Joe Kernan: We need to take extra time to consider issue of replays
It is not often that I would be prepared to take issue with GAA director general Paraic Duffy. He is a most capable administrator, a visionary thinker who is playing a major role in driving the Association forward in difficult times.
But, while I have the height of admiration for the Monaghan man, I cannot agree with him that the 2012 fixtures calendar would be thrown into chaos if replays were to apply for all championship matches that might end in draws.
A motion passed at Congress last April in Mullingar means that, as things stand, there will be no extra-time played in any senior championship match that ends in a draw next year.
However, Central Council hopes to reverse this decision when it meets on November 12 by bringing a motion to next year’s Congress which, of course, will take place prior to the Championship season.
For the past three years, extra time has been used to determine the outcome of all games that finish level at the end of normal time except provincial semi-finals and finals and All Ireland semi-finals and finals.
Duffy maintains that the adoption of the motion copper-fastening the staging of replays is not altogether feasible and insists that if they are to take place, particularly in qualifier games, then chaos would ensue.
But I for one do not hold with this. I am of the firm belief that when a game ends all-square both sets of fans are, by and large, relieved that their teams are to benefit from another bite at the cherry.
I am well aware that replays can clutter up fixture lists and can present their own logistical problems but these are definitely not insurmountable.
When the overall championship picture is examined, there are not that many replays altogether but, with proper planning, replays can be staged without discommoding the rest of the fixtures.
The GAA has often been accused in the past of ‘orchestrating’ replays so that extra revenue can be generated.
Whether that is true or not is a moot point but what is a solid fact is that teams normally relish the chance to pit their skills against each other for a second time after a draw.
I am aware that in some cases extra time provided us with wonderful memories of the 2011 championship, most notably Donegal’s dramatic victory over Kildare when they scored four unanswered points to overturn what had been a seemingly unassailable three-point lead enjoyed by their opponents.
Not too many games end |in such dramatic fashion — indeed, we had a surfeit of one-sided games both in the provincial championships and in the All Ireland Qualifiers.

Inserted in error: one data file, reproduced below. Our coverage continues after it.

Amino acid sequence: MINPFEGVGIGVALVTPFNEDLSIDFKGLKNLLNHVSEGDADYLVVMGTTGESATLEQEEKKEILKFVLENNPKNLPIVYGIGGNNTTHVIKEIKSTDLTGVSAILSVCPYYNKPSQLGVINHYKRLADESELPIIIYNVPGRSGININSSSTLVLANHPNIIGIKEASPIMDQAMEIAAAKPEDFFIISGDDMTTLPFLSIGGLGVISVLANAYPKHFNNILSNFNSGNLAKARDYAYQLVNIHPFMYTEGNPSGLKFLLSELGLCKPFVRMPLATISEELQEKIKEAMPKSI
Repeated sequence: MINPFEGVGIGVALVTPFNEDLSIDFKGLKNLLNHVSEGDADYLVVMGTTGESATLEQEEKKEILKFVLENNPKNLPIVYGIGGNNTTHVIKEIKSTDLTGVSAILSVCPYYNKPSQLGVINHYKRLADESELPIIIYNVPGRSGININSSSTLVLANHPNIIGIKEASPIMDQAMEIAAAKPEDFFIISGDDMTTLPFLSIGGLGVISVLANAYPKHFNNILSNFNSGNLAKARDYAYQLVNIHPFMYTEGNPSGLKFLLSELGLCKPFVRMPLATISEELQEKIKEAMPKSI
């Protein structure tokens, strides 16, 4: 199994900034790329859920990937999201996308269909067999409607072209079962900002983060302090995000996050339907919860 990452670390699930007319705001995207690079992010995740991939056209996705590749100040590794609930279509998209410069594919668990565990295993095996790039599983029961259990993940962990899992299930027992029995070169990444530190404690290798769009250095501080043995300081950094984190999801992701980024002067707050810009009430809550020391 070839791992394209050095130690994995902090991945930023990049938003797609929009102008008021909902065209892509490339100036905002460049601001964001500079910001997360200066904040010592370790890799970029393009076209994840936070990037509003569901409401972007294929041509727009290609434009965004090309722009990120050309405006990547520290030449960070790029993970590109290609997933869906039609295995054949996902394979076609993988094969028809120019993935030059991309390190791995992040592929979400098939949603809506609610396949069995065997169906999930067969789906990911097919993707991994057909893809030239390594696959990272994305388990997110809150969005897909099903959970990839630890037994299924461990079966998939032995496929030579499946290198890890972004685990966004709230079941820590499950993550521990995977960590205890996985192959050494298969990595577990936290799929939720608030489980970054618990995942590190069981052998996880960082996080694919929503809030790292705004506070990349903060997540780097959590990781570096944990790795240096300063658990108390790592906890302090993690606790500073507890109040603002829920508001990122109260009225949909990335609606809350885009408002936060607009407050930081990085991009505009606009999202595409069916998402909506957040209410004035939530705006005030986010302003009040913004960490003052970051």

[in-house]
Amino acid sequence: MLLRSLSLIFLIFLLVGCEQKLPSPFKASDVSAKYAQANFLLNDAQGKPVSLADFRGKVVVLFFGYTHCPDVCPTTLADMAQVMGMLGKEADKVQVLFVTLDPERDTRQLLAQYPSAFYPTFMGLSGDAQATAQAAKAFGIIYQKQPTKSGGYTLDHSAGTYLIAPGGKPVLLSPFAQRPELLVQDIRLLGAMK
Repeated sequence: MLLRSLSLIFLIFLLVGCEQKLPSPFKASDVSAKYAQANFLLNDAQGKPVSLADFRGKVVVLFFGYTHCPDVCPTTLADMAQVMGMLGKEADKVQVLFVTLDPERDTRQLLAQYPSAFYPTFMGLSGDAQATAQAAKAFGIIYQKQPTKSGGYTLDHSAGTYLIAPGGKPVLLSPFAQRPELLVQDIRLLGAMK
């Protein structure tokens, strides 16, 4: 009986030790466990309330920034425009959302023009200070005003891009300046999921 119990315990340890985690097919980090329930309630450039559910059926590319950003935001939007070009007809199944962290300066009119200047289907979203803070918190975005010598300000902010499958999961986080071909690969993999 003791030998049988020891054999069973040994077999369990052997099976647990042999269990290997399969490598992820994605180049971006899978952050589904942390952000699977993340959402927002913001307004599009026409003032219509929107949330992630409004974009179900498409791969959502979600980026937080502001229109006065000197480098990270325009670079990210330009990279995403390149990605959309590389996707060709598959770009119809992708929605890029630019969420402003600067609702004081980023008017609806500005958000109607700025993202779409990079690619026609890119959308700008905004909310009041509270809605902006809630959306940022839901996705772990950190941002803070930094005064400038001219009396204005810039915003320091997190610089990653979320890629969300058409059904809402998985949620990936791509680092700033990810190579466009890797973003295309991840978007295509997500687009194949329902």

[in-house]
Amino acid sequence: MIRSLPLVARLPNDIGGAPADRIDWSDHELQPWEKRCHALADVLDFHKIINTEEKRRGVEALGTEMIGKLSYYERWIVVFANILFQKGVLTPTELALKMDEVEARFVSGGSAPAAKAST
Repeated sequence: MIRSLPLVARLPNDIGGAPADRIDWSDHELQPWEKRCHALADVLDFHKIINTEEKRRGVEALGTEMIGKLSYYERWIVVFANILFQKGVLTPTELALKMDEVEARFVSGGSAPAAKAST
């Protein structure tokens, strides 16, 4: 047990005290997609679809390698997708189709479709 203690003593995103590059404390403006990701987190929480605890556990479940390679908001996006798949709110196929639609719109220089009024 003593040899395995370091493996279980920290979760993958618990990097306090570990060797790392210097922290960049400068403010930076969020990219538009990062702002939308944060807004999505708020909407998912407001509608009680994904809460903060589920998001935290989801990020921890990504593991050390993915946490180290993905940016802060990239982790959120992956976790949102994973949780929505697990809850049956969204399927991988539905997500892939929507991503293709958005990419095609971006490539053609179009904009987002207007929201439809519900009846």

I see no reason too why replays could not be staged at neutral venues to accommodate fans. I know the side that has travelled for the drawn game will argue the toss on this one but a neutral venue would surely be a fair arrangement to accommodate both sets of fans.
Replays would give teams who have players injured, suspended or unavailable the opportunity to perhaps become available again and it would also offer the opportunity for managers to adopt different tactics if necessary.
The fact that a player who is yellow-carded during a game can come back on for extra time has been something of a bone of contention — a replay would eliminate this situation.
There is also the suggestion that the staging of replays could have an impact on club activity and while this is possible, again it is a nettle that can be grasped. With a little co-operation and better spirit of understanding – something that is not always prevalent within the GAA – this issue could be addressed.
There is even the possibility that replays could be staged on Friday nights if such matches involved counties which might be in close proximity to each other.
It is time for the GAA to think outside the box — I believe that Friday night fixtures will eventually become par for the course and I am of the opinion that fans would welcome this.
Dublin for instance are very keen on Friday night games while some other counties are known to share this view.
A survey of the championship season which ended with Dublin winning the Sam Maguire Cup last month will show that there were some weekends on which there was a proliferation of fixtures while on others there was very little fare on offer.
Indeed, the Donegal v Antrim Ulster championship tie was staged in splendid isolation last May with the result that a woeful contest received unprecedented national publicity!
I feel that a better balance could be struck overall and that this would allow followers to see even more games rather than just those in which their own counties are engaged.
The deliberations of Central Council at their meeting on November 12 will be awaited with interest.
We shall see then if the motion which was passed at this year’s Congress will eventually be overturned.